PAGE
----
MAKE SURE TO STAY ON TOP OF ABNORMAL HPV AND PAP RESULTS
Once a woman has an abnormal diagnosis, education on appropriate follow-up and treatment is essential. This is especially true for African-American women. While Hispanic women have the highest rate of new cases, African-American women are the most likely to die. The problem is follow-up, and the cause of this can be an access, cultural, or insurance issue. No woman should die of this preventable disease, so take special care that each of your patients gets the necessary follow-up.
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DIABETES IN WOMEN: IMPROVING OUTCOMES
Our expert is Kirsten Gill Hairston, MD, Associate Professor, Endocrinology & Metabolism, Maya Angelou Center for Health Equity, Center for Diabetes Research, Wake Forest Baptist Medical Center. Her clinical interests include diabetes management, pituitary gland disorders, obesity treatment, and thyroid disease
To learn more from Dr. Hairston, be sure to attend Women’s Health 2015: The 23rd Annual Congress, April 16-19, 2015 in Washington, DC. She’ll be one of the many outstanding presenters.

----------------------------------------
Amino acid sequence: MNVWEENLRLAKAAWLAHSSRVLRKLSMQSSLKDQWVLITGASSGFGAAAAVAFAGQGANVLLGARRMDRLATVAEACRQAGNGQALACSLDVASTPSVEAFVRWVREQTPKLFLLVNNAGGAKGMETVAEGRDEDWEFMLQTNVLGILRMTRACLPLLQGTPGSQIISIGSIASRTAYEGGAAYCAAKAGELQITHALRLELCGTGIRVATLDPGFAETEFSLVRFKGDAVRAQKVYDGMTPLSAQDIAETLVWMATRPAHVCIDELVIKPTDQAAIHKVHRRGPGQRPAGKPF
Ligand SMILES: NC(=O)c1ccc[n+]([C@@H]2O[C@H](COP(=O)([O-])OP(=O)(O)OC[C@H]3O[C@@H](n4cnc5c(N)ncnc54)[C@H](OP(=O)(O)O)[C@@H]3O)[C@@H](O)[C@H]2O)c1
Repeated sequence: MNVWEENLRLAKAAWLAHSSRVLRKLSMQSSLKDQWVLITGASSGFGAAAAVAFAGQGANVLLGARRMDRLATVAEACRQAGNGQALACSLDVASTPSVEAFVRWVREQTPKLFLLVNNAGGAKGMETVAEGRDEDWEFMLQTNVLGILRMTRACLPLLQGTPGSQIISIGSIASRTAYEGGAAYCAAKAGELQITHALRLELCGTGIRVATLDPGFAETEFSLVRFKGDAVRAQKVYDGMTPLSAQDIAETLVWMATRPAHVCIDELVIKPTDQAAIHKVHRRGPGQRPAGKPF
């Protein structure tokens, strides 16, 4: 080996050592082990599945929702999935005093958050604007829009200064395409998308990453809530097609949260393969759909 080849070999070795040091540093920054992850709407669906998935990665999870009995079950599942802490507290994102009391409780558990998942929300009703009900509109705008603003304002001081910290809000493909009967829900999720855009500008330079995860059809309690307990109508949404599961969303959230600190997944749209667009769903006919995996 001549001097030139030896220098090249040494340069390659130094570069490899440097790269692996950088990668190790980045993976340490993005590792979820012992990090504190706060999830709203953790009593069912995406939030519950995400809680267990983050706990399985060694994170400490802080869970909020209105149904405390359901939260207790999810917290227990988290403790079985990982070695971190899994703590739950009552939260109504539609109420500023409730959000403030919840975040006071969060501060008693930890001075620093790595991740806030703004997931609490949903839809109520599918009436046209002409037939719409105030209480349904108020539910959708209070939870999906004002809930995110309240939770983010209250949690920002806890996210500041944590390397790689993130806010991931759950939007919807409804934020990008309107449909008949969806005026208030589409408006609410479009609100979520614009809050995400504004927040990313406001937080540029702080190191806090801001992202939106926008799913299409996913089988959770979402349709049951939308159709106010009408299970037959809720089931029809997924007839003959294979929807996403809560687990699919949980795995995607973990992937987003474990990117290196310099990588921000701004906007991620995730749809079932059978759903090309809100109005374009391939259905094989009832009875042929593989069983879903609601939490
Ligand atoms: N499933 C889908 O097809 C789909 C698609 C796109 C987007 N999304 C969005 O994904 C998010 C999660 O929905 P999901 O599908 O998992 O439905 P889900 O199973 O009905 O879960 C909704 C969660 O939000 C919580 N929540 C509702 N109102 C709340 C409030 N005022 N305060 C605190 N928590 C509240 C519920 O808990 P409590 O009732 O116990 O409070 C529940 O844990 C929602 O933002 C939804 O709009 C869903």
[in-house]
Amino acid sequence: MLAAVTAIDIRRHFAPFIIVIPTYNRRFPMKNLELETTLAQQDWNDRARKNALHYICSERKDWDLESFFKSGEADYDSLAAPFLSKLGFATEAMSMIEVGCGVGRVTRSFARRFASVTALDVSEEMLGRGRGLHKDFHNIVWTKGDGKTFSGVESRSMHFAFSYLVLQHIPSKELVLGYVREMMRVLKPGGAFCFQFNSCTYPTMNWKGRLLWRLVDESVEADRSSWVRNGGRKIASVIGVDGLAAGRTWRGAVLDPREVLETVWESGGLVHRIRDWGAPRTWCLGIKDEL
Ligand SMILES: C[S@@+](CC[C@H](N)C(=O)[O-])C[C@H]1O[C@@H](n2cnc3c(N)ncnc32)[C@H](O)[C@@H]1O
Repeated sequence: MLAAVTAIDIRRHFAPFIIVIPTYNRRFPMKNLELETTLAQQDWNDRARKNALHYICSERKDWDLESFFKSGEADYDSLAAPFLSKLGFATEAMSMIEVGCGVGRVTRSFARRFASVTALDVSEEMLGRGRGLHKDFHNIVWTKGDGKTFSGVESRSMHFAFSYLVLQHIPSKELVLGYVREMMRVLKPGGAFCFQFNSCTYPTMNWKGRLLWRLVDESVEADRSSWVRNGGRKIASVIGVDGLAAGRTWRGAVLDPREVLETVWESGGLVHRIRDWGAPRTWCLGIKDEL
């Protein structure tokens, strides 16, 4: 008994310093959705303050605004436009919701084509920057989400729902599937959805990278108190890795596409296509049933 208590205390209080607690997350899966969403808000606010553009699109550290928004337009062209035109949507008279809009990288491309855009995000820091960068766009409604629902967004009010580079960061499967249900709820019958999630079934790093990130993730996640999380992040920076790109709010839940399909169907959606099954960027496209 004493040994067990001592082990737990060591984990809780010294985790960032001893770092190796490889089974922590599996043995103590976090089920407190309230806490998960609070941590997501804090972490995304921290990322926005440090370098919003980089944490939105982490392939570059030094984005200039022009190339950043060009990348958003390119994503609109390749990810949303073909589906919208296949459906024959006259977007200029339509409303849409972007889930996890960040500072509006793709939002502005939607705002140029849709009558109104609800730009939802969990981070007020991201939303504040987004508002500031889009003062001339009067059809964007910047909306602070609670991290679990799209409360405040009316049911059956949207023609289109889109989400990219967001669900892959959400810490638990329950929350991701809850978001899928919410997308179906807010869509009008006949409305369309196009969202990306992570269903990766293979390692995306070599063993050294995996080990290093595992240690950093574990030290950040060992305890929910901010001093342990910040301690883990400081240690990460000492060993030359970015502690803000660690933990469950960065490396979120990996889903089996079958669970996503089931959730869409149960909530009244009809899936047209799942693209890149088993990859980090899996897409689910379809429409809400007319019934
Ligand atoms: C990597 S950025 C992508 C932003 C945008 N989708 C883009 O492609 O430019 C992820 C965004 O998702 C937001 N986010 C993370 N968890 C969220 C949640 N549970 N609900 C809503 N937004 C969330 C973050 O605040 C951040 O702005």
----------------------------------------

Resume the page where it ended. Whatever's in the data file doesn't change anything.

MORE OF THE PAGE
If there is a medical topic you would like to see explored here, please let me know!
BE AGGRESSIVE WITH PREVENTION
When you screen, be aggressive in responding to what the numbers show. If a woman’s fasting glucose is a little on the high side, say between 100 and 125, have a conversation with her, explaining that there’s cause for concern and we need to do more than just “watch it.” Tell her that the numbers mean she could be on her way to having diabetes, but it doesn’t have to be that way. Tell her, “I want to work with you on your diet and exercise so your condition doesn’t progress to actual diabetes.” Let her know that losing just 10% of her body weight and changing her diet may help prevent the disease from progressing.
GESTATIONAL DIABETES IS A WARNING SIGN FOR POSSIBLE FUTURE DIABETES